ICE arrests man living in church on his way to immigration appointment, activists say

An undocumented immigrant who has been taking sanctuary in a North Carolina church for more than a year was taken into custody on Friday as he left the church for a meeting at the U.S. Immigration office.

Samuel Oliver-Bruno, a 47-year-old Mexican national, had recently submitted a petition for deferred action and was complying with a “procedural biometrics appointment for a background check” with the U.S. Citizenship and Immigration office in Morrisville, North Carolina, when he was taken into custody, according to a statement from immigrant advocacy group Alerta Migratoria NC.

He has been living in the basement of the CityWell United Methodist Church in Durham since late 2017, Raleigh-based newspaper The News and Observer reported.

Oliver-Bruno was surrounded by U.S. Immigration and Customs Enforcement agents in plain clothes “just minutes” after entering the USCIS office while accompanied by his 19-year-old son, his immigration attorneys and members of the clergy and community, according to Alerta Migratoria. He was then ‘forced” into a van around the back of the building, but his supporters, who were waiting outside the office, “rushed to block the vehicle,” the advocacy group said.

Demonstrators who blocked the van were arrested, a spokeswoman for the Morrisville Police Department told ABC News.

Officers called to the scene tried to warn the group surrounding the van that they would be arrested for obstruction if they did not disperse, the spokeswoman said. Twenty-seven people, including Citywell pastor Cleve May, were arrested when they refused to comply, police said.

“They did not want to move from out in front of the van,” the spokeswoman said. “Our police officers had to place them under arrest for not giving [the van] the right of way.”

Some members of the crowd leaned their torsos over the hood of the van, video posted onto Alerta Migratoria’s Facebook page shows.

A woman with the Wake County Sheriff’s Office — the law enforcement office that presided over the protest scene at the church — declined to provide a comment to ABC News.

An ICE spokesman confirmed to ABC News that Oliver-Bruno was arrested as part of a “targeted enforcement action.”

“Mr. Oliver-Bruno is a convicted criminal who has received all appropriate legal process under federal law, has no outstanding appeals, and has no legal basis to remain in the U.S.,” Bryan Cox, ICE director of communications for the southern region, said in a statement.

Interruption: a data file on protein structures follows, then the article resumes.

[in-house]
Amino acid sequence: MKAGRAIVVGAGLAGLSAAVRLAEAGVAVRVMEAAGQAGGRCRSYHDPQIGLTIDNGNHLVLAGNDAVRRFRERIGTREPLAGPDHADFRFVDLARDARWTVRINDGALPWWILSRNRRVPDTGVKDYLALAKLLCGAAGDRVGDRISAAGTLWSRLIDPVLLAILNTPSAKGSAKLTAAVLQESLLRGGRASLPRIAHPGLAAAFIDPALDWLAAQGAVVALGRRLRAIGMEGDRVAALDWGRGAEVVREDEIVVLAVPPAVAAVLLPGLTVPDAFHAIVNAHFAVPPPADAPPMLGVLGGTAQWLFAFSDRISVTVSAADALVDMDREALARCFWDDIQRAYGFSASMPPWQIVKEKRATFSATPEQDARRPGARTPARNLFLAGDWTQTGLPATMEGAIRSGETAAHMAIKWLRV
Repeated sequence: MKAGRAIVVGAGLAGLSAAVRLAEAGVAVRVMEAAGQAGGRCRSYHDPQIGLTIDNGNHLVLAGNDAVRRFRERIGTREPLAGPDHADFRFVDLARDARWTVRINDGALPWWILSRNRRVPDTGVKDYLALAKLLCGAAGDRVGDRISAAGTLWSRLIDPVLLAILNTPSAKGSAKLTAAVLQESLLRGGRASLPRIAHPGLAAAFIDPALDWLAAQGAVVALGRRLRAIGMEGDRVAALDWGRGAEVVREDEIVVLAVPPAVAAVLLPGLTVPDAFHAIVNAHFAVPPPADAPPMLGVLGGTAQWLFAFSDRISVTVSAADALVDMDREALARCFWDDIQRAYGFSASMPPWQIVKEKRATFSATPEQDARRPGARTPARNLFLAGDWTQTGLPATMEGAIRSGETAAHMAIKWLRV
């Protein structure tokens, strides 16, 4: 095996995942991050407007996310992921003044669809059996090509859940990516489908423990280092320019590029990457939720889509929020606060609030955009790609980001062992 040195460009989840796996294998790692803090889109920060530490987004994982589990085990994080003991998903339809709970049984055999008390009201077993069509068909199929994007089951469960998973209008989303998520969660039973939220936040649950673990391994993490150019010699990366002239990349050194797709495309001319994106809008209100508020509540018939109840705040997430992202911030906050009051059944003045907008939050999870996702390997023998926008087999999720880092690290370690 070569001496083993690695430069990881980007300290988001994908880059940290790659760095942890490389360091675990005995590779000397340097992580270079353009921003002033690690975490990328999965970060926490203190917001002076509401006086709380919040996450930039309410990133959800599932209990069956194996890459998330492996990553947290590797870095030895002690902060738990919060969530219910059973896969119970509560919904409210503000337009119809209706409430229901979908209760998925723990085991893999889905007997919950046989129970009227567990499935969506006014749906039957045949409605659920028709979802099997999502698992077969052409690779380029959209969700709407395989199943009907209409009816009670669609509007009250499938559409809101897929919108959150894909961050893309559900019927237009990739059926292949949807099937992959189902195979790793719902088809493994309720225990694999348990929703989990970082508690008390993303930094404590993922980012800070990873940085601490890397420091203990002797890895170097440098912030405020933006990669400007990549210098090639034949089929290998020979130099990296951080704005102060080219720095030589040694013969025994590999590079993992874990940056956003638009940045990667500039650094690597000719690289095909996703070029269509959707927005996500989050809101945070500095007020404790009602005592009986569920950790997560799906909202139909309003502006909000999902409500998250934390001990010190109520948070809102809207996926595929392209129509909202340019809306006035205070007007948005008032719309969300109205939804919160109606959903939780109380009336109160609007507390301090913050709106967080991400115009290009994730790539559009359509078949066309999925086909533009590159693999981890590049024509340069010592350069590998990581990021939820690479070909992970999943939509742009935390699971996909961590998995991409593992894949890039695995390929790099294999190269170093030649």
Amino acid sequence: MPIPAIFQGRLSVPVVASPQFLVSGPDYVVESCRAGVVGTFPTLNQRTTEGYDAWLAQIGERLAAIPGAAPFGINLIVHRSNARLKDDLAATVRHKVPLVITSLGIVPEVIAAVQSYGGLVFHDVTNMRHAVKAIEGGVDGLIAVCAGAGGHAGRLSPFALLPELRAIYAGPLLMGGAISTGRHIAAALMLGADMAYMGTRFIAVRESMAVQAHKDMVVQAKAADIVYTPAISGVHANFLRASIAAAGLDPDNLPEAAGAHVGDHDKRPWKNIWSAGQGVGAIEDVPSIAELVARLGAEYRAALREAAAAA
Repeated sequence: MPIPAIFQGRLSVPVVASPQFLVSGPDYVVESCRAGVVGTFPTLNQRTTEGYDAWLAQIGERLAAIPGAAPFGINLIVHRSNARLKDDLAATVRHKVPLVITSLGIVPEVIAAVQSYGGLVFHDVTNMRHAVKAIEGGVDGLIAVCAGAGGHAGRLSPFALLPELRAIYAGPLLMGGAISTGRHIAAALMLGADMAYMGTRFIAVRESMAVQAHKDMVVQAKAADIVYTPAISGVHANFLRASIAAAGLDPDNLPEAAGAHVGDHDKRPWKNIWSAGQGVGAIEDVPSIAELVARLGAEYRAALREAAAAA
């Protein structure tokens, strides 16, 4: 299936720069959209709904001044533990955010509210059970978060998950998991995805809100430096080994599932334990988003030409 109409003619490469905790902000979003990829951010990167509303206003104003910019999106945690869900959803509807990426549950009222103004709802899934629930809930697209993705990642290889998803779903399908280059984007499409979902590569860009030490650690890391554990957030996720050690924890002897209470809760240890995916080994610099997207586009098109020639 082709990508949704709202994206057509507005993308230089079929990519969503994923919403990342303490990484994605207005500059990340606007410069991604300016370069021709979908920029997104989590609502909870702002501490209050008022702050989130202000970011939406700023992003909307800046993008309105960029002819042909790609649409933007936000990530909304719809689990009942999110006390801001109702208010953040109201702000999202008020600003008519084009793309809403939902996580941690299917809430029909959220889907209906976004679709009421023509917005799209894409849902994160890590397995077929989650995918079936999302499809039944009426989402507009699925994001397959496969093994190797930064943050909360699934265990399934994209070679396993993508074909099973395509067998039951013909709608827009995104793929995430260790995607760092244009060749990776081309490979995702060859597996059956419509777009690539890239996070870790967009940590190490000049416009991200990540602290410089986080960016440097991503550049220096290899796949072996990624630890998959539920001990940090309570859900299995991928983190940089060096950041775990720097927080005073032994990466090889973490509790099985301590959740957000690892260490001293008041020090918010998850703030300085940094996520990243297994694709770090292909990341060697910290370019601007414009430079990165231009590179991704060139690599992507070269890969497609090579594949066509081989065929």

Oliver-Bruno’s son, Daniel Oliver-Perez, was among the protesters arrested, ABC Raleigh-Durham affiliate WTVD reported. Oliver-Perez is a U.S. citizen, The News and Observer reported.

Oliver-Bruno was taken to the ICE office in Cary, North Carolina, the advocacy group said, adding that the detainment has placed his life in danger.

“If deported, Samuel fears for his life,” Alerta Migratoria said in a statement. “If deported, Samuel will be returned to the state of Veracruz, where his family has recently faced threats and which is a state that is constantly in threat of drug cartels. If deported, ICE will be delivering Samuel to danger and death. Furthermore, ICE is not allowing us to give Samuel his diabetic pills or insulin medication, which is further putting his life in danger.”

Oliver-Bruno appeared in a video on Alerta Migratoria’s Facebook page Wednesday, asking for support in Spanish for when he entered the “wolf cave.”

In May 2014, Oliver Bruno was arrested by U.S. Border Patrol agents in El Paso, Texas, “while attempting to enter the U.S. using fraudulent documents,” Cox said. He was then paroled “solely for federal criminal prosecution” and was convicted in U.S. District Court for the Western District of Texas later that month, Cox said.

Oliver-Bruno was released from ICE custody in June 2016, and his case has since “been subject to extensive appeals,” Cox said, adding that officials “ultimately concluded Mr. Oliver Bruno has no legal basis to remain in the U.S.,” Cox said.

USCIS had requested that Oliver-Bruno provide fingerprints in person, a requirement for his deferred deportation petition, The News and Observer reported. He moved from his home in Greenville to the church last year after ICE notified him that it would no longer practice discretion for his removal, the local newspaper reported. ICE does not typically make arrests at churches, schools or hospitals.

Oliver-Bruno left Mexico in 1994, and his wife came to the U.S. two years later on a work permit, The News and Observer reported. It is unclear when and why the couple initially left the U.S., but his attempt to cross the border again in 2014 was to be with his wife, who was undergoing open heart surgery in the U.S., according to the newspaper.

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